Yesterday, Today, Tomorrow

Yesterday, Today, Tomorrow (2018) by Lane Shordee, Caitlind r.c. Brown & Wayne Garrett. Hourglasses, brass, steel, electronics, sandstone, sand. Commissioned by cSPACE King Edward as part of the collection of the Alberta Foundation for the Arts.


Yesterday, Today, Tomorrow is a site-specific art installation visualizing the complex passage of time as it relates to the historic sandstone King Edward School in our home city of Calgary, Canada. We made a project-specific blog that you can visit here. Below is an attempt to condense our process into one concise article.

Yesterday, Today, Tomorrow takes the form of 105 hourglasses suspended overhead – one for each year from the King Edward School’s construction in 1912 until it reopened as cSPACE King Edward in 2017. The building is currently home to dozens of artists, arts organizations, a theatre, and a weekly farmer’s market. Over the years, King Edward School has changed form many times – from school, to cadet academy, to school again, to abandoned space, to current multi-use facility.

Time has become a thematic of the building. Yesterday, Today, Tomorrow speaks to the difference between time as a pragmatic measurement (Chronos) and time as an experience (Kairos), half the hourglasses measure universal time like a clock, and half measure personal increments of time collected through a public Time Gathering.

Ranging from the time it takes to “call mom” to the time it takes to “realize it was just a dream and you are no longer lying next to me,” you can read the brass tags attached to various hourglasses to understand the increment of time being measured in sand.

The hourglasses are filled with sand crushed from sandstone bricks collected during cSPACE’s renovations. Lane Shordee crushed the sands by hammer and bespoke device, refining the material into smaller and smaller particles. Because of the geological time it takes to form sandstone in the earth, we thought of this process as releasing time from the rock.

Smashed, ground, sifted, mixed, and measured into each hand-blown hourglass, the sand tracks 0 seconds to 4 hours in hourglasses measuring 5 inches to 2 feet in height.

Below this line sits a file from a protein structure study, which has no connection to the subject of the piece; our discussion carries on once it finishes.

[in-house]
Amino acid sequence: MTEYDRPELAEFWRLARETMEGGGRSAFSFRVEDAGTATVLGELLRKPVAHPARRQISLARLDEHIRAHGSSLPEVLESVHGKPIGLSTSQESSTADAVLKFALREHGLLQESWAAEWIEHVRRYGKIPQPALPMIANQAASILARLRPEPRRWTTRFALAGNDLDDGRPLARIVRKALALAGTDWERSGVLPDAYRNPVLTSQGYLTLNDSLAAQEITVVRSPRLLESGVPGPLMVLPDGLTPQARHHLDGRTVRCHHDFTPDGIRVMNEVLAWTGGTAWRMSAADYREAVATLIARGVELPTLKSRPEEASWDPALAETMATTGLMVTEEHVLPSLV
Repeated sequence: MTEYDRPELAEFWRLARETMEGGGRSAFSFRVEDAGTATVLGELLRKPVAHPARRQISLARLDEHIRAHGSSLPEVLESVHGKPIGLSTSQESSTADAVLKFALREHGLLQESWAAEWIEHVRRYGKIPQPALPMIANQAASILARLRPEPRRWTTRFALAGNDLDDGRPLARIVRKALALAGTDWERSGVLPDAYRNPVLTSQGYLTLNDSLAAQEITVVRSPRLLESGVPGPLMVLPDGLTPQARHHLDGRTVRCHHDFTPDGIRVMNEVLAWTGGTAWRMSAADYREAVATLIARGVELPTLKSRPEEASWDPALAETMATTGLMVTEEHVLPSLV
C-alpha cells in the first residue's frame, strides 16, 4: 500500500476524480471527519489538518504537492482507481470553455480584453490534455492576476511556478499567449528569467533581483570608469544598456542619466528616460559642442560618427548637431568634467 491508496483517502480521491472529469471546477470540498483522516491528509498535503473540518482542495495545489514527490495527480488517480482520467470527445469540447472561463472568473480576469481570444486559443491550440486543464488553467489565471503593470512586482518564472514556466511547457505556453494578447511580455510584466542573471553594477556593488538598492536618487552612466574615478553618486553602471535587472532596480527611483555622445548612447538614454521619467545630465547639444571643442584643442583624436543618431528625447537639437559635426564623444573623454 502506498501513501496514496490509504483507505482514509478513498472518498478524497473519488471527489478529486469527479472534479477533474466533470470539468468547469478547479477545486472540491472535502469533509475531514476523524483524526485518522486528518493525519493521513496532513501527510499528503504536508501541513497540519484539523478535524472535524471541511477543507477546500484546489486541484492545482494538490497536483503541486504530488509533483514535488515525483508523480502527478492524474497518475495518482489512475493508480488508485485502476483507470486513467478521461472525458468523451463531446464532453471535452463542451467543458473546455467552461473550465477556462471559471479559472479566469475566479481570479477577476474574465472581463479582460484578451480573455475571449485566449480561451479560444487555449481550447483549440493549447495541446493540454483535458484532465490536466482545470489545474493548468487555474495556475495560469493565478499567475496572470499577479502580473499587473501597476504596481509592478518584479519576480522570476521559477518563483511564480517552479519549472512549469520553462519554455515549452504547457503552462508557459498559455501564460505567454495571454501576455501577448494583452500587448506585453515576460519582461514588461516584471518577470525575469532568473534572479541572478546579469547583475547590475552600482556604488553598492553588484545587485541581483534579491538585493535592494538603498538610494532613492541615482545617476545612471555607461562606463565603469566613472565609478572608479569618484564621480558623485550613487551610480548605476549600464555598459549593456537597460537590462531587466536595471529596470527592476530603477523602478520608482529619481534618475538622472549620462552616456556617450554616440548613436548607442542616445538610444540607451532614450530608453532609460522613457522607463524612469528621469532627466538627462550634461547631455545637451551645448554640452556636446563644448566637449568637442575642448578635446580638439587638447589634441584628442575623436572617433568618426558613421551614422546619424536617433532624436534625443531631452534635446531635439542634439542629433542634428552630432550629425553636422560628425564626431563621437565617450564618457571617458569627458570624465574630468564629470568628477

Above photos by Elyse Bouvier

The process of filling hourglasses was long and arduous, as the handmade nature of each aperture made it difficult to measure sand by weight. Instead, we timed the flow of each hourglass, correcting the quantity of sand as necessary and re-timing, correcting and re-timing, correcting and re-timing.

Downpipes were constructed from raw brass and machined by our artist team (Wayne Garrett used to work as a Machinist).

Above photos by Elyse Bouvier

We built the metal armatures holding each hourglass (with help from local welder Rob Reuser), constructing the forks with steel and brass-plating the final components. Brass was used as a reference to traditional time-keeping devices, matching the era of the sandstone building with its brass handrails and other detailing.

We initially thought we could fasten the installation directly into the ceiling, but the heritage nature of the building meant that the ceiling was not structurally solid enough to hold the artwork. Instead, we built an engineered grid system to hang hourglasses – which ended up being a convenient compositional tool and device for masking electrical wires.

Yesterday, Today, Tomorrow is a kinetic artwork. Every few seconds, different hourglasses flip mathematically, controlled by motors, sensors, and microcomputers. An internal clock uses GPS to ensure the hourglasses flip on schedule, regardless of power outages or electrical issues. At noon and midnight every day, all hourglasses flip in a wave passing through the entrance. Our programmer was Paul Jarvey.

Viewers who frequent the space will eventually learn to read these movements as the ticking of an intricate clock, mapping universal time in relation to abstract, personal measurements of time.

Yesterday, Today, Tomorrow uses the hourglass as a symbol of non-linear time, drawing a relationship between the sandstone school’s past, transitional present, and the uncertain future yet to come.


Yesterday, Today, Tomorrow is included in the permanent collection of the Alberta Foundation for the Arts. We were one of three finalist teams winning an open call to Alberta artists. The commission was awarded by the Alberta Foundation for the Arts in partnership with the cSPACE Projects through the City of Calgary 1% Public Art Policy for long-term display in the historic entrance of cSPACE King Edward in Calgary, Canada.

Two other public art commissions were awarded, one to daniel j. kirk & Katie Green, and the other to Lane Shordee, Caitlind r.c. Brown & Wayne Garrett (via an independent jury) for long-term display at cSPACE King Edward.

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Special Thanks to the cSPACE Team (Deeter Schurig, Karilynn Thompson, Reid Henry, Francois Ouellet), Alberta Foundation for the Arts, Elyse Bouvier, Dane Ulsifer, Lewis Liski, Gillian McKercher, Guillaume Carlier, Paul Jarvey, Mike Corbiell, Alia Shahab, Joanne MacDonald, Ivan Ostapenko, Rob Reuser, and all the cSPACE tenants, community members, friends, and artists who contributed intervals of time to this artwork.  Thank you!

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